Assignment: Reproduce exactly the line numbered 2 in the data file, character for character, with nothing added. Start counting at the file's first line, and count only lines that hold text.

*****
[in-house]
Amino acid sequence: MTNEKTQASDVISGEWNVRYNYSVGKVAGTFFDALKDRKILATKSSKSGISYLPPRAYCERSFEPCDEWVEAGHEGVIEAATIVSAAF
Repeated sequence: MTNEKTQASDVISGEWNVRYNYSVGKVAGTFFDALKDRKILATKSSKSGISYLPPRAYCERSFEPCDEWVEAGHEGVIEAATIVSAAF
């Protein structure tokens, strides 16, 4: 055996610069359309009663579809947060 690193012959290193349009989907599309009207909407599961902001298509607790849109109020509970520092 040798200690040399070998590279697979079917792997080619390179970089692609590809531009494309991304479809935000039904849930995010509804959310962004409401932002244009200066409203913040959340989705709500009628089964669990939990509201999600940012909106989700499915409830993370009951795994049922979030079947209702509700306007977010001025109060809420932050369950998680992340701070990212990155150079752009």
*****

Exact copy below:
Amino acid sequence: MTNEKTQASDVISGEWNVRYNYSVGKVAGTFFDALKDRKILATKSSKSGISYLPPRAYCERSFEPCDEWVEAGHEGVIEAATIVSAAF